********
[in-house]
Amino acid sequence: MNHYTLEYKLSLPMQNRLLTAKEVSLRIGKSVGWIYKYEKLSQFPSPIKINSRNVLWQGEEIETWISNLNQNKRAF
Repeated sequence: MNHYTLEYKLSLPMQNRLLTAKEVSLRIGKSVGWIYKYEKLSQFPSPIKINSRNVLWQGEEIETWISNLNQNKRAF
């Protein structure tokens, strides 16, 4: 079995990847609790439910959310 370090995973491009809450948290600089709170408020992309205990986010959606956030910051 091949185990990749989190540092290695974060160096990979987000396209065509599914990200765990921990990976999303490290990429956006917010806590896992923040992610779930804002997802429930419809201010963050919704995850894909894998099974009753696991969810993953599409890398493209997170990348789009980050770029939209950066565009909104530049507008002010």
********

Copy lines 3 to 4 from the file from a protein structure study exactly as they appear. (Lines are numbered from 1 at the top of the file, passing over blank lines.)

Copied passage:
Repeated sequence: MNHYTLEYKLSLPMQNRLLTAKEVSLRIGKSVGWIYKYEKLSQFPSPIKINSRNVLWQGEEIETWISNLNQNKRAF
């Protein structure tokens, strides 16, 4: 079995990847609790439910959310 370090995973491009809450948290600089709170408020992309205990986010959606956030910051 091949185990990749989190540092290695974060160096990979987000396209065509599914990200765990921990990976999303490290990429956006917010806590896992923040992610779930804002997802429930419809201010963050919704995850894909894998099974009753696991969810993953599409890398493209997170990348789009980050770029939209950066565009909104530049507008002010």